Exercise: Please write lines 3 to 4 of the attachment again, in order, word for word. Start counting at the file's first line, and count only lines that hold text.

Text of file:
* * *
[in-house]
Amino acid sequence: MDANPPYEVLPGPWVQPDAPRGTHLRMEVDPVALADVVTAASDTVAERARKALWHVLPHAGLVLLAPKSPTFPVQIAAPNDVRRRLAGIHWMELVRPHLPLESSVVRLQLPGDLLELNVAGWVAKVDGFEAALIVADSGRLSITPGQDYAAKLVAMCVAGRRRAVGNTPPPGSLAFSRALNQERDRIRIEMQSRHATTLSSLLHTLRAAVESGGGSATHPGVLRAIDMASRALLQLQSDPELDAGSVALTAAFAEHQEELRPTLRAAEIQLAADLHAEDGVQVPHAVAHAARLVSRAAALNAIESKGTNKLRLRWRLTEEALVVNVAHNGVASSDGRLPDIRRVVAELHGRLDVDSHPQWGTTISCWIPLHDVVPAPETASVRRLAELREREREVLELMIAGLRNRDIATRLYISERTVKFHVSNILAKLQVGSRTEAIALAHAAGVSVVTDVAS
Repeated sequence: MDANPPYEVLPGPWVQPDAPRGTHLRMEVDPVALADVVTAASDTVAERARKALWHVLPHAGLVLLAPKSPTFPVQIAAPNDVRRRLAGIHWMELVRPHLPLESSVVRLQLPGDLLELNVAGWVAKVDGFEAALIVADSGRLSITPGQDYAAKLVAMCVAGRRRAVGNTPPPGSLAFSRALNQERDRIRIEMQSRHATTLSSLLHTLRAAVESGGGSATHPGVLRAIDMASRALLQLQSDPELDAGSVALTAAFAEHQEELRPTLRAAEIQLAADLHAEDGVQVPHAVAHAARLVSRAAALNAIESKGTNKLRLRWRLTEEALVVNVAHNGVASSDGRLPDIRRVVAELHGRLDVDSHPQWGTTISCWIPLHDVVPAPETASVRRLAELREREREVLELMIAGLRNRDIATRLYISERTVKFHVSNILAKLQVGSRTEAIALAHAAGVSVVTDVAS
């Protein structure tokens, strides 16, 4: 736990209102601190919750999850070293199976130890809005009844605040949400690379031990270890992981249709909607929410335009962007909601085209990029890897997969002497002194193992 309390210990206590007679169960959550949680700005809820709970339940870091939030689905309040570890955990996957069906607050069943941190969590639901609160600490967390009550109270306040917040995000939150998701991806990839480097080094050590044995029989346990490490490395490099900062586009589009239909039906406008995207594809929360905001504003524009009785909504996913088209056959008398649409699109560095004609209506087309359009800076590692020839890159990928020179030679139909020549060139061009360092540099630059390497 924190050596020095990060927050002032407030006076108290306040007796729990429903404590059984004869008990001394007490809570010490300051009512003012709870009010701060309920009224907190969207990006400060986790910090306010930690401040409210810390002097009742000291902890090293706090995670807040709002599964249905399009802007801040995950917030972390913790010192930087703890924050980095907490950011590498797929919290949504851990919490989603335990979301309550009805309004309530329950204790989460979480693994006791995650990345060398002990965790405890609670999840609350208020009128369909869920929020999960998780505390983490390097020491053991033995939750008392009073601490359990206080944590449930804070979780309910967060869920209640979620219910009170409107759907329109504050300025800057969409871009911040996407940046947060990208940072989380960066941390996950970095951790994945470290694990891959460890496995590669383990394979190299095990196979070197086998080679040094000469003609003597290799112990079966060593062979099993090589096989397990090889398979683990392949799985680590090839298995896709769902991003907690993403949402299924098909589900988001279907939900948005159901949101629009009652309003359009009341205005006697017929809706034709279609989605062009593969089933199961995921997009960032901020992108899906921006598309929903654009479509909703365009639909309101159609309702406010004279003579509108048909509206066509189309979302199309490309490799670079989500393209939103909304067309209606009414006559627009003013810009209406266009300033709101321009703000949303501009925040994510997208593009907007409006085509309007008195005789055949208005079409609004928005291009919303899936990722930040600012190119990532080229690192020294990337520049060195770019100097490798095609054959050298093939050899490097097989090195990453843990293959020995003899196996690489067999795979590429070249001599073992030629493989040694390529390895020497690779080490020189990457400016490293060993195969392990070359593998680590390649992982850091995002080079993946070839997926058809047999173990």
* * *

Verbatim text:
Repeated sequence: MDANPPYEVLPGPWVQPDAPRGTHLRMEVDPVALADVVTAASDTVAERARKALWHVLPHAGLVLLAPKSPTFPVQIAAPNDVRRRLAGIHWMELVRPHLPLESSVVRLQLPGDLLELNVAGWVAKVDGFEAALIVADSGRLSITPGQDYAAKLVAMCVAGRRRAVGNTPPPGSLAFSRALNQERDRIRIEMQSRHATTLSSLLHTLRAAVESGGGSATHPGVLRAIDMASRALLQLQSDPELDAGSVALTAAFAEHQEELRPTLRAAEIQLAADLHAEDGVQVPHAVAHAARLVSRAAALNAIESKGTNKLRLRWRLTEEALVVNVAHNGVASSDGRLPDIRRVVAELHGRLDVDSHPQWGTTISCWIPLHDVVPAPETASVRRLAELREREREVLELMIAGLRNRDIATRLYISERTVKFHVSNILAKLQVGSRTEAIALAHAAGVSVVTDVAS
């Protein structure tokens, strides 16, 4: 736990209102601190919750999850070293199976130890809005009844605040949400690379031990270890992981249709909607929410335009962007909601085209990029890897997969002497002194193992 309390210990206590007679169960959550949680700005809820709970339940870091939030689905309040570890955990996957069906607050069943941190969590639901609160600490967390009550109270306040917040995000939150998701991806990839480097080094050590044995029989346990490490490395490099900062586009589009239909039906406008995207594809929360905001504003524009009785909504996913088209056959008398649409699109560095004609209506087309359009800076590692020839890159990928020179030679139909020549060139061009360092540099630059390497 924190050596020095990060927050002032407030006076108290306040007796729990429903404590059984004869008990001394007490809570010490300051009512003012709870009010701060309920009224907190969207990006400060986790910090306010930690401040409210810390002097009742000291902890090293706090995670807040709002599964249905399009802007801040995950917030972390913790010192930087703890924050980095907490950011590498797929919290949504851990919490989603335990979301309550009805309004309530329950204790989460979480693994006791995650990345060398002990965790405890609670999840609350208020009128369909869920929020999960998780505390983490390097020491053991033995939750008392009073601490359990206080944590449930804070979780309910967060869920209640979620219910009170409107759907329109504050300025800057969409871009911040996407940046947060990208940072989380960066941390996950970095951790994945470290694990891959460890496995590669383990394979190299095990196979070197086998080679040094000469003609003597290799112990079966060593062979099993090589096989397990090889398979683990392949799985680590090839298995896709769902991003907690993403949402299924098909589900988001279907939900948005159901949101629009009652309003359009009341205005006697017929809706034709279609989605062009593969089933199961995921997009960032901020992108899906921006598309929903654009479509909703365009639909309101159609309702406010004279003579509108048909509206066509189309979302199309490309490799670079989500393209939103909304067309209606009414006559627009003013810009209406266009300033709101321009703000949303501009925040994510997208593009907007409006085509309007008195005789055949208005079409609004928005291009919303899936990722930040600012190119990532080229690192020294990337520049060195770019100097490798095609054959050298093939050899490097097989090195990453843990293959020995003899196996690489067999795979590429070249001599073992030629493989040694390529390895020497690779080490020189990457400016490293060993195969392990070359593998680590390649992982850091995002080079993946070839997926058809047999173990």